Schizoaffective disorder is a chronic mental health condition characterized primarily by symptoms of schizophrenia, such as hallucinations or delusions, and symptoms of a mood disorder, such as mania and depression.
Reading NAMI’s content on schizophrenia and bipolar disorder will offer many overlapping resources for schizoaffective disorder. Because schizoaffective disorder is less well-studied than the other two conditions, many interventions are borrowed from their treatment approaches.
Many people with schizoaffective disorder are often incorrectly diagnosed at first with bipolar disorder or schizophrenia because it shares symptoms of multiple mental health conditions.
Schizoaffective disorder is seen in about 0.3% of the population. Men and women experience schizoaffective disorder at the same rate, but men often develop the illness at an earlier age. Schizoaffective disorder can be managed effectively with medication and therapy. Co-occurring substance use disorders are a serious risk and require integrated treatment.
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The symptoms of schizoaffective disorder can be severe and need to be monitored closely. Depending on the type of mood disorder diagnosed, depression or bipolar disorder, people will experience different symptoms:
- Hallucinations, which are seeing or hearing things that aren’t there.
- Delusions, which are false, fixed beliefs that are held regardless of contradictory evidence.
- Disorganized thinking. A person may switch very quickly from one topic to another or provide answers that are completely unrelated.
- Depressed mood. If a person has been diagnosed with schizoaffective disorder depressive type they will experience feelings of sadness, emptiness, feelings of worthlessness or other symptoms of depression.
- Manic behavior. If a person has been diagnosed with schizoaffective disorder: bipolar type they will experience feelings of euphoria, racing thoughts, increased risky behavior and other symptoms of mania.
The exact cause of schizoaffective disorder is unknown. A combination of causes may contribute to the development of schizoaffective disorder.
- Genetics. Schizoaffective disorder tends to run in families. This does not mean that if a relative has an illness, you will absolutely get it. But it does mean that there is a greater chance of you developing the illness.
- Brain chemistry and structure. Brain function and structure may be different in ways that science is only beginning to understand. Brain scans are helping to advance research in this area.
- Stress. Stressful events such as a death in the family, end of a marriage or loss of a job can trigger symptoms or an onset of the illness.
- Drug use. Psychoactive drugs such as LSD have been linked to the development of schizoaffective disorder.
Schizoaffective disorder can be difficult to diagnose because it has symptoms of both schizophrenia and either depression or bipolar disorder. There are two major types of schizoaffective disorder: bipolar type and depressive type. To be diagnosed with schizoaffective disorder a person must have the following symptoms.
- A period during which there is a major mood disorder, either depression or mania, that occurs at the same time that symptoms of schizophrenia are present.
- Delusions or hallucinations for two or more weeks in the absence of a major mood episode.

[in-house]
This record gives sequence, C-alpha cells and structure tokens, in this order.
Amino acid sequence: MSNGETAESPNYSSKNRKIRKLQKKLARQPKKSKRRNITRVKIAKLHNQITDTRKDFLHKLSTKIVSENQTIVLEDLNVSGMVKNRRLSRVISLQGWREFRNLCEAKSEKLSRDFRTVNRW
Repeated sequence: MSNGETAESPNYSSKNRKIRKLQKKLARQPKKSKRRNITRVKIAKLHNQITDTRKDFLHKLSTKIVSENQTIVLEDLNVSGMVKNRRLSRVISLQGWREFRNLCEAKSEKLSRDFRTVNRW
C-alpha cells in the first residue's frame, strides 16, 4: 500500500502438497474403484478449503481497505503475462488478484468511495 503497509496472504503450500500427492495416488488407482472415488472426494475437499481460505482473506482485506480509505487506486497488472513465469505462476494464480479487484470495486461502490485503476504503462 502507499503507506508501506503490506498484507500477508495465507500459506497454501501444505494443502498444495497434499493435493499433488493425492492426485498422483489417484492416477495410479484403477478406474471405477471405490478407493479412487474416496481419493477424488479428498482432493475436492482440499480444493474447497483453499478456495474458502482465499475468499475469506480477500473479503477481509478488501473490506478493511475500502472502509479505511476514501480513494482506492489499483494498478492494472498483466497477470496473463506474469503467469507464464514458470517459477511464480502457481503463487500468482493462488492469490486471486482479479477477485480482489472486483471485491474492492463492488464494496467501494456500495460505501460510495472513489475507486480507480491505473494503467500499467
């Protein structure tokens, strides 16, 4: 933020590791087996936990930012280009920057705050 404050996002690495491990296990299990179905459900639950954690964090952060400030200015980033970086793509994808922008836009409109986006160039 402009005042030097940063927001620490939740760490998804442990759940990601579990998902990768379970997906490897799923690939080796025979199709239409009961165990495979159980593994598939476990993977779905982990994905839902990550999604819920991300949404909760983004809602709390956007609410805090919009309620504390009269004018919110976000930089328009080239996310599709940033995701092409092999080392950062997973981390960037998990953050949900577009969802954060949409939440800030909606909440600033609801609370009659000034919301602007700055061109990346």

- Symptoms that meet criteria for a major mood episode are present for the majority of the total duration of the illness.
- The abuse of drugs or a medication are not responsible for the symptoms.
Doctors and other mental health professionals will often prescribe medications to relieve symptoms of psychosis, stabilize mood and treat depression. The only medication approved by the FDA to treat schizoaffective disorder is the antipsychotic drug paliperidone (Invega).
However, some medications approved for the treatment of other mental health conditions may be helpful for schizoaffective disorder. These medications include:
- Antipsychotics. A health care provider will prescribe antipsychotics to relieve symptoms of psychosis, such as delusions and hallucinations.
- Antidepressants. When schizoaffective disorder is depressive-type antidepressants can alleviate feelings of sadness, despair and trouble concentrating.
- Mood stabilizers. When bipolar disorder is the underlying mood disorder, mood stabilizers can help stabilize the highs and lows.
Family involvement, psychosocial strategies, self-care peer support, psychotherapy and integrated care for co-occurring substance abuse can all be part of an individual support plan.
- Cognitive behavioral therapy (CBT) helps change the negative thinking and behavior associated with feelings of depression. The goal of this therapy is to recognize negative thoughts and to teach coping strategies. With conditions like schizoaffective disorder that have symptoms of psychosis, additional cognitive therapy is added to basic CBT (CBTp). CBTp helps people develop coping strategies for persistent symptoms that do not respond to medicine.
Alternative Treatment Options
For cases where medication and psychotherapy do not work for a person with schizoaffective disorder, ECT may be worth considering. ECT involves transmitting short electrical impulses into the brain. Although ECT is a highly effective treatment for severe depression, it is not the first choice in treating schizoaffective disorder.
Research has shown that African Americans and Latinos are more likely to be misdiagnosed with schizoaffective disorder, so people who have been diagnosed should make sure that their mental health professional understands their background and shares their expectations for treatment.
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